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Sintered silver joint is a porous silver that bonds a semiconductor die to the substrate as part of the packaging process. Sintered Ag is one of the few possible bonding methods to fulfill the operating conditions of wide band-gap (WBG) power device technologies. We review the current technology development of sintered Ag as a bonding material from the perspective of patents filed by various stakeholders since late 1980s. This review addresses the formulation of sintered pastes (i.e., nano-Ag, hybrid Ag, and micron Ag fillers), innovations in the process and equipment to form this Ag joint. This review will provide the insights and confidence to engineers, scientists from universities and industry as well as investors who are developing and commercializing the sintered Ag as a bonding material for microelectronic packaging.

Commentary by Dr. Valentin Fuster

Research Papers

J. Electron. Packag. 2016;138(2):021001-021001-8. doi:10.1115/1.4032880.

A series of dwell-fatigue tests were conducted on nanosilver sintered lap shear joint at elevated temperatures from 125 °C to 325 °C. The effects of temperature and loading conditions on dwell-fatigue behavior of nanosilver sintered lap shear joint were systematically studied. With higher temperature and longer dwell time, creep played a more important part in dwell-fatigue tests. Creep strain accumulated during maximum shear stress hold was found partly recovered by the subsequent cyclic unloading. Both the fracture mode and silver particle growth pattern were characterized by X-ray tomography system and scanning electron microscope (SEM). The mean shear strain rate γ˙m synthesized the effects of various factors, such as temperature, shear stress amplitude, mean shear stress, and dwell time, by which the fatigue and dwell-fatigue life of nanosilver sintered lap shear joint could be well predicted within a factor of two.

Commentary by Dr. Valentin Fuster
J. Electron. Packag. 2016;138(2):021002-021002-9. doi:10.1115/1.4032881.

The behavior of lead-free solder alloys under realistic service conditions is still not well understood. Life prediction of solder joints relies on conducting accelerated tests and extrapolating results to service conditions. This can be very misleading without proper constitutive relations and without understanding the effects of cycling parameter variations common under realistic service conditions. It has been shown that the fatigue life depends on the inelastic work accumulation, independently of cycling-induced material property variations, which explains the breakdown of damage accumulation rules and allows the development of a modified Miner's rule. This paper discusses the interacting effects of strain rate and amplitude variations on solder joint fatigue life. Individual SnAgCu solder joints with two different Ag contents (SAC305 and SAC105) were tested in low cycling shear fatigue under single and varying amplitudes with different strain rates. Such a shear fatigue experiment allows the measurement of work accumulation and the evolution of solder deformation properties during cycling. The results showed that cycling with a lower strain rate at fixed amplitude causes more damage per cycle. Alternating between mild amplitude at a high strain rate and harsh amplitude at a low strain rate leads to ongoing increases in the rate of damage at the mild amplitude and thus relatively rapid failure. In comparing SAC305 with SAC105, the effect of strain rate on both alloys is almost the same, and SAC305 is still more fatigue resistant than SAC105 in varying amplitude cycling with any strain rate.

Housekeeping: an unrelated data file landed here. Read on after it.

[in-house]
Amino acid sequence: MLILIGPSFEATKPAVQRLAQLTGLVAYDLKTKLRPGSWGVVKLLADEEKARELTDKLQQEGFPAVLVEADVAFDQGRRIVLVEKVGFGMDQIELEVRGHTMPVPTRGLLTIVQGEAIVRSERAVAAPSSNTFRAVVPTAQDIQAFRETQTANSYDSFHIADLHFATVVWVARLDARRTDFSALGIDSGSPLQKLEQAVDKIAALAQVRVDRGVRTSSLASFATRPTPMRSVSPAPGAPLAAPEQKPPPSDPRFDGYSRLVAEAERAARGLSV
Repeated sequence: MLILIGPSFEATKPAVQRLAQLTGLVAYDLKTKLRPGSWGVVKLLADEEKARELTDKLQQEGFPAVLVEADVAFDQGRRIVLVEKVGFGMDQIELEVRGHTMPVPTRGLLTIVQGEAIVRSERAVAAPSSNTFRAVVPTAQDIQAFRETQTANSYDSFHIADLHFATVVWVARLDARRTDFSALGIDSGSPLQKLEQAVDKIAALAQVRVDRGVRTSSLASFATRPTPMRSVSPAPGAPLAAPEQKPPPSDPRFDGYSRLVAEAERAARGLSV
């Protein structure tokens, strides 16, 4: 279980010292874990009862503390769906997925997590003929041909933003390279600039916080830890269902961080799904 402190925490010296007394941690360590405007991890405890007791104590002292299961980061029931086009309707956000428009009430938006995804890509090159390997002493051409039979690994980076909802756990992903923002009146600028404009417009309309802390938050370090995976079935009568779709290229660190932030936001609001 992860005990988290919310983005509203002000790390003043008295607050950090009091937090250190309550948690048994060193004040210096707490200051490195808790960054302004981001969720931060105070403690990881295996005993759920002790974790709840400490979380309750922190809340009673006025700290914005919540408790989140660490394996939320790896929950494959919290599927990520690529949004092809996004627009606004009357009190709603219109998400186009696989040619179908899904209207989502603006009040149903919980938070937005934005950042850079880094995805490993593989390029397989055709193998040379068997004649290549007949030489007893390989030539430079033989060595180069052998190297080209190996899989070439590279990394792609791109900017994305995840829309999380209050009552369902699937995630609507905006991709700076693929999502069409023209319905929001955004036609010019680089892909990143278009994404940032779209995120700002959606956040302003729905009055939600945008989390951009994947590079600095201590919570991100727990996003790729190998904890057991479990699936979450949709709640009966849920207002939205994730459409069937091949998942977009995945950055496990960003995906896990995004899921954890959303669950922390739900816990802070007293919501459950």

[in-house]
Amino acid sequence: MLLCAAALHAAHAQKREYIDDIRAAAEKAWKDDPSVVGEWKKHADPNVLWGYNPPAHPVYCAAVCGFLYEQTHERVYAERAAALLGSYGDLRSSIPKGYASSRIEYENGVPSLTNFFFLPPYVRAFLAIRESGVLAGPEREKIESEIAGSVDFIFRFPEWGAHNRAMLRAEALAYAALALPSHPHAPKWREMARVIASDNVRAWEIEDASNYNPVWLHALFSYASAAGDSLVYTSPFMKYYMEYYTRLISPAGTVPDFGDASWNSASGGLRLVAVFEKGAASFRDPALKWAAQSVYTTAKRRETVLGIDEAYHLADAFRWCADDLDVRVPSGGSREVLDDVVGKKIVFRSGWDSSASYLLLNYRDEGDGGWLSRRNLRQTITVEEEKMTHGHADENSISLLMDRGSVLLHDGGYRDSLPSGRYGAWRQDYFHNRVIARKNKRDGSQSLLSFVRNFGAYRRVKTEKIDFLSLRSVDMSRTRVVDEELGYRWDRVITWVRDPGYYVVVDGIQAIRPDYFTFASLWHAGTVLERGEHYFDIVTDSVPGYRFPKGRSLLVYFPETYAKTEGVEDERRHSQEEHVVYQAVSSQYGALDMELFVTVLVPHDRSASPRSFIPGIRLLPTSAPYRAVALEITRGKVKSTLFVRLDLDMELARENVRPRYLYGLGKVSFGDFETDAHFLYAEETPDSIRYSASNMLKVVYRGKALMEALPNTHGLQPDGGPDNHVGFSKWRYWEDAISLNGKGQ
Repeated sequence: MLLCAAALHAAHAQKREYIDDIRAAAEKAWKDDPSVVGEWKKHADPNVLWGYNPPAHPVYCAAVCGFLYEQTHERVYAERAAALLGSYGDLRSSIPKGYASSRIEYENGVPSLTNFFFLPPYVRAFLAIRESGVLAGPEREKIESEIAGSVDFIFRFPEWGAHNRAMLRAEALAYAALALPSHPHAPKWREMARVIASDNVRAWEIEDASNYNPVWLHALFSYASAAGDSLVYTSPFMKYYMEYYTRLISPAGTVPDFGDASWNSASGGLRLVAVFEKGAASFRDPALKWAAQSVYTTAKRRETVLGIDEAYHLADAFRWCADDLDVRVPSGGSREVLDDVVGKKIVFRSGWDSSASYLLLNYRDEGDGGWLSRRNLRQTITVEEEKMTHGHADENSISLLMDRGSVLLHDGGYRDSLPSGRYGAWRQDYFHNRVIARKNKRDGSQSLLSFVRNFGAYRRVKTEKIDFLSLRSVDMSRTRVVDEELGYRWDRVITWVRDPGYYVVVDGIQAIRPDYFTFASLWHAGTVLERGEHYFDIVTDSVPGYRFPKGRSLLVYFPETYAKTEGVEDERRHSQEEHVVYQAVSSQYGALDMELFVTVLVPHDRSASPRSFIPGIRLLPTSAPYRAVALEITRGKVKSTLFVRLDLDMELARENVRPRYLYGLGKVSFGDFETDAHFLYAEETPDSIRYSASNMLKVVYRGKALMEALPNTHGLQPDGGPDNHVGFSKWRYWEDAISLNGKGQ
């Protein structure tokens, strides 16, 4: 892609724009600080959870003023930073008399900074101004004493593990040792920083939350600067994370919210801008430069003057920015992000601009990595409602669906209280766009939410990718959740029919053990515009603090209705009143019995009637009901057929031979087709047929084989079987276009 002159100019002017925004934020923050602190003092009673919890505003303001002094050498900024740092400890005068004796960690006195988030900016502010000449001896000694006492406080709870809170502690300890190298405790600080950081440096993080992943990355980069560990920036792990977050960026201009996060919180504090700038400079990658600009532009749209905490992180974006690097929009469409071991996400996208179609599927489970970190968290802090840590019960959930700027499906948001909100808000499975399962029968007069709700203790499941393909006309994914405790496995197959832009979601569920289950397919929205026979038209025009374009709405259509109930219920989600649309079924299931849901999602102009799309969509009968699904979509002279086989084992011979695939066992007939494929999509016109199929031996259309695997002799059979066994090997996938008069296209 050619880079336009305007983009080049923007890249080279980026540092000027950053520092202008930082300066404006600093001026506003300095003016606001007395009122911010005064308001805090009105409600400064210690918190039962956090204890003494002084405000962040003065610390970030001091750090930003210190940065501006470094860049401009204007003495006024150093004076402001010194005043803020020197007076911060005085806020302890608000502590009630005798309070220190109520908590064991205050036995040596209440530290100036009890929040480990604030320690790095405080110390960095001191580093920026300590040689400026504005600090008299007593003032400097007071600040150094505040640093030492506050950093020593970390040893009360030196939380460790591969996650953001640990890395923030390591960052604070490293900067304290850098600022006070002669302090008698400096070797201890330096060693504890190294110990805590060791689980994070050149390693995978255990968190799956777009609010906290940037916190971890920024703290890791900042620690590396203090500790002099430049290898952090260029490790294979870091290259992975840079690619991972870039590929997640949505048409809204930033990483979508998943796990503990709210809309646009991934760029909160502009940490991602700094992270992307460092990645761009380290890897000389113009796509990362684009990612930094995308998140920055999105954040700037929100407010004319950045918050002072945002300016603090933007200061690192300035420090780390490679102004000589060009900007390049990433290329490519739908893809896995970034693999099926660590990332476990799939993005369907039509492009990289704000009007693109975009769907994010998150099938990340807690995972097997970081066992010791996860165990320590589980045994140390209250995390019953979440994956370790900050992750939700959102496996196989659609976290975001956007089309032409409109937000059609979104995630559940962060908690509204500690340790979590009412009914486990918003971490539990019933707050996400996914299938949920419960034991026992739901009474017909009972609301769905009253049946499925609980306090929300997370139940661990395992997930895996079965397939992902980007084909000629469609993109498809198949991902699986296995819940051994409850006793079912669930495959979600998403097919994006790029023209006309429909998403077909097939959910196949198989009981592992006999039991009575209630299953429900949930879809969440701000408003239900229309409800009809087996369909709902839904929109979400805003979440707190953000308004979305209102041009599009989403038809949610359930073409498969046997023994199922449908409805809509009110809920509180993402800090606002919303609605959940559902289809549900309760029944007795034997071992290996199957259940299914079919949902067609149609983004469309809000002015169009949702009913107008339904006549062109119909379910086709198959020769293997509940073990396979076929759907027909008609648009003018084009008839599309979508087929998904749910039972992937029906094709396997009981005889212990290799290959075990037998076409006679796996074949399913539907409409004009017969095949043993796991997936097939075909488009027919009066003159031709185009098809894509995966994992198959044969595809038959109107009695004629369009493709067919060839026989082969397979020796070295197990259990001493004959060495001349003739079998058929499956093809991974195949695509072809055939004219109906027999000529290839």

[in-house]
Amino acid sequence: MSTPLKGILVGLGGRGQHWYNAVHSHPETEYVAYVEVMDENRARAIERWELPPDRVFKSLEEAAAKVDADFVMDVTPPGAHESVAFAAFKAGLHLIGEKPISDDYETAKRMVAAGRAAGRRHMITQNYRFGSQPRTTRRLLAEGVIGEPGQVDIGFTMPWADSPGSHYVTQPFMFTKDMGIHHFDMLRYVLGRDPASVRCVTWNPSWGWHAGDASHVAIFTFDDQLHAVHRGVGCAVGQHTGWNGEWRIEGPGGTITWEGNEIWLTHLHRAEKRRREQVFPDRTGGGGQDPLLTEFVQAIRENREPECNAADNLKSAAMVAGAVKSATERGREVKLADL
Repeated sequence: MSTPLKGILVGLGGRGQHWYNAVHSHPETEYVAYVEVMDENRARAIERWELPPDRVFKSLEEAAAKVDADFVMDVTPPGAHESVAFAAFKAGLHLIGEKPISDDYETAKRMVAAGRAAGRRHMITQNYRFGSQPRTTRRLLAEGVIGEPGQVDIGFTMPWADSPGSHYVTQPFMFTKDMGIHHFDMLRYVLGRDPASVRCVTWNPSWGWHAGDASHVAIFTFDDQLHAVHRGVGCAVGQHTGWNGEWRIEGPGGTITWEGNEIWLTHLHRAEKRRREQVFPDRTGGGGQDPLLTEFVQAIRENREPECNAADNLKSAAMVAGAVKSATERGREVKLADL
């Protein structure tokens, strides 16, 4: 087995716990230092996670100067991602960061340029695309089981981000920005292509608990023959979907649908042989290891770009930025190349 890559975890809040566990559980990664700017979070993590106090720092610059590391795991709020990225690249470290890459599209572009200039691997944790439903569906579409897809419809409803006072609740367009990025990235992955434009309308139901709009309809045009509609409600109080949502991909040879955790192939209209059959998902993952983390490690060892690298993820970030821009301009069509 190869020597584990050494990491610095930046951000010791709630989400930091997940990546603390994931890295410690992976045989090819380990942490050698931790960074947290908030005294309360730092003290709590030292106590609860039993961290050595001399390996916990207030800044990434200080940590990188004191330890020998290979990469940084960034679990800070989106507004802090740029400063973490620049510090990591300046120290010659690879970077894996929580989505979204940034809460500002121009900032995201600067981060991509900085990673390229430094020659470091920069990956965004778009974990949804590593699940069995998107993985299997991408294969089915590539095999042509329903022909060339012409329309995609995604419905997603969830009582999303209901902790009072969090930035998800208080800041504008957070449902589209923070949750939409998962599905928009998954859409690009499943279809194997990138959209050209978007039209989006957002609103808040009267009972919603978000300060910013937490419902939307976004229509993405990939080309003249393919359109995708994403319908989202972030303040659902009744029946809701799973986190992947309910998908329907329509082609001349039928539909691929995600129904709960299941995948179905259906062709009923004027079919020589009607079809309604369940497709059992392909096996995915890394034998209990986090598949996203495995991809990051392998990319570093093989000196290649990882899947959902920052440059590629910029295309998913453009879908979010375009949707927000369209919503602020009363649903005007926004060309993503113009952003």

Commentary by Dr. Valentin Fuster
J. Electron. Packag. 2016;138(2):021003-021003-5. doi:10.1115/1.4033165.

The phosphor dip-transfer coating method is simple and flexible for transferring a pre-analyzed volume of phosphor gel, which can be beneficial to the high angular color uniformity (ACU) of white light-emitting diodes (LEDs). The crux of this method is the volume control of the phosphor gel; however, the critical factors which influence the volume control remain unrevealed. In this paper, we concentrate on investigating the transferred volume in terms of three parameters: withdrawal speed, post radius, and dipping depth. Numerical simulations were carried out utilizing the volume of fluid (VOF) model combined with the dynamic mesh model. The experiments were also conducted on an optical platform equipped with a high-speed camera. The simulation results coincide well with the experimental results, with the maximum relative difference within 15%. The results show that the transferred volume increases with the increasing withdrawal speed and remains stable when the speed is greater than 1 mm/s, and it shows a linear relationship with the cube of post radius. And the transferred volume will increase with the dipping depth. Based on the experimental and numerically work, it is concluded that the volume of the pre-analyzed phosphor gel can be precisely obtained.